As the returning and newly elected members of the New Hampshire legislature head to Nashua for the 2015 legislative session word around the campfire has intimated that casino expansion will be a hot topic in 2015.
New Hampshire has been grappling with potential expansion for several years, and nearly managed to pass a bill last year.
In 2014 the legislature failed to pass two separate casino bills. the most recent of the two was vote down by the narrowest of margins, with the measure failing by a single vote in the House after passing through the State Senate. The Bill would have allowed the state to award two casino licenses, but it’s unclear if the bill would have garnered the support of the Governor or initiated the use of her veto pen.
New Hampshire Governor Maggie Hassan has been loud and clear that she supports casino expansion, but with an important caveat. Hassan is in favor of the state approving a single, resort casino. Earlier in 2014 the legislature nixed Hassan’s single casino proposal as well.
2015 brings change to the state house
With plenty of legislative seats changing hands it’s anyone’s guess how casino bills will fare in 2015, and there are still plenty of casino naysayers lobbying in public and behind the scenes.
Fortunately, we are likely to find out if the state has the appetite for casino expansion very soon. Several New Hampshire news sites are gearing up for the debate, and State Senator Lou D’Allessandro is already whipping votes for another two-casino bill similar to the one he pushed for in 2015 according to the AP.
New faces aside, the biggest issue holding back casino expansion is politics, and political ideology.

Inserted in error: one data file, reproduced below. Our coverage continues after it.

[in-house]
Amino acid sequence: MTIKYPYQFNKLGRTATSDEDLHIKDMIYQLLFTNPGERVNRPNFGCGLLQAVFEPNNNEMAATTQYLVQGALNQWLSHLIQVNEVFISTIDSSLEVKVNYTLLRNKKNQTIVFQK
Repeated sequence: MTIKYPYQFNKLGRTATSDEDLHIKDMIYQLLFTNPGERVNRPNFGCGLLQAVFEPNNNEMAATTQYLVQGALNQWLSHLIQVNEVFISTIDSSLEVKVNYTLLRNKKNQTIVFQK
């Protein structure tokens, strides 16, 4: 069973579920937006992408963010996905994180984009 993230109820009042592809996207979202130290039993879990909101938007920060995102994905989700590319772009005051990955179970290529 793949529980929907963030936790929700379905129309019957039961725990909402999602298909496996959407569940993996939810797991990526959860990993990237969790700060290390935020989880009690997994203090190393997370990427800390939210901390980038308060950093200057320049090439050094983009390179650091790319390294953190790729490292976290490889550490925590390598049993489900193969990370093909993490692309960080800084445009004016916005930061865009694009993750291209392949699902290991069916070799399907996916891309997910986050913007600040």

If Republicans and Democrats can come to terms on how to spend the money generated by casino(s), the bill would be a fairly noncontroversial vote (as noncontroversial as a gambling expansion bill can be) for the New Hampshire legislature.
The problem is, as the Associated Press reports, Democrats would like to add the additional revenue gained from casinos to state spending, particularly in education. On the other hand, Republicans would like to use the revenue from casinos to offset tax cuts for businesses – making the revenue gains from casinos revenue neutral.
Regional competition may complicate things
Despite support from Governor Maggie Hassan, and near passage in 2014, current circumstances in the region may have some lawmakers reconsidering their support for expanded gaming. In addition to the new faces and how to use the revenue, casino expansion in New Hampshire faces another hurdle: Competition.
With Casinos breaking ground in New York and Massachusetts, it’s unclear how attractive New Hampshire would be to a major casino corporation, which would likely leave the Granite State with a pair of smaller regional casinos, or perhaps a singled resort casino if the Governor gets her way, competing against multiple billion-dollar mega-resort-casinos in some cases just an hour’s drive away.
New Hampshire already has several racetracks where gaming options beyond the track are available., as these racetracks are allowed to spread poker games that would fall into the charity gaming category – with their exorbitant house fees, and oddball rules.
That being said, according to the AP, Governor Hassan still sees potential for a destination style casino despite the nearby competition. “Gov. Hassan continues to believe that moving forward with New Hampshire’s own plan for one highly regulated destination casino is the right step for keeping revenue in New Hampshire that we can use to invest in the priorities that are critical for long-term economic success,” her spokesman William Hinkle told the AP.
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